In Numbers 19, read in synagogues this Sabbath, the Torah commands the ritual slaughter and incineration of a red cow, the ashes of which are then mixed with water and used for the ritual purification of anyone who has come into contact with a corpse. Paradoxically, the priest who prepares the ashes himself becomes ritually impure, and by reason of this paradox the talmudic sages held this rite up as the archetypal ḥok, a commandment that defies human reason. Jewish theologians over the centuries have offered various explanations as to why God would make such nonrational-seeming demands. Jonathan Sacks offers an explanation of his own:
The root from which the word ḥok comes [means] “to engrave.” Writing is on the surface; engraving cuts much deeper than the surface. Rituals go deep below the surface of the mind, and for an important reason. We are not fully rational animals, and we can make momentous mistakes if we think we are. . . . A moral system, to be adequate to the human condition, must recognize the nature of the human condition. It must speak to our fears.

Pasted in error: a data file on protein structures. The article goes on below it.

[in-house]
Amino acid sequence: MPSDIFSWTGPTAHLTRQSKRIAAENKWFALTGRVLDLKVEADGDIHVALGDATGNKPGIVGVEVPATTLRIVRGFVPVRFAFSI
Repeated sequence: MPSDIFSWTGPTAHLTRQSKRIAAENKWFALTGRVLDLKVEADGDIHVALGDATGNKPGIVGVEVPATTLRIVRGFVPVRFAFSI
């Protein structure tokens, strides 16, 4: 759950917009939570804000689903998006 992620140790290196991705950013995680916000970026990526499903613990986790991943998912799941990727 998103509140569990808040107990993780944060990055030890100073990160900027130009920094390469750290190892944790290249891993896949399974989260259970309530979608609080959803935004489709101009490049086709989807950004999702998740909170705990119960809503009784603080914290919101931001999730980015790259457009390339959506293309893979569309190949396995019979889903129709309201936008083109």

The most profound fear most of us have is of death. . . . We have no idea what will happen, after our death, to what we have achieved in life. Death makes mockery of virtue: the hero may die young while the coward lives to old age. And bereavement is tragic in a different way. To lose those we love is to have the fabric of our life torn, perhaps irreparably. Death defiles in the simplest, starkest sense: mortality opens an abyss between us and God’s eternity.
It is this fear, existential and elemental, to which the rite of the red heifer is addressed. . . . [T]o defeat the defilement of contact with death, there must be a ritual that bypasses rational knowledge. Hence the rite of the red heifer, in which death is dissolved in the waters of life, and those on whom it is sprinkled are made pure again so that they can enter the precincts of the divine presence and re-establish contact with eternity.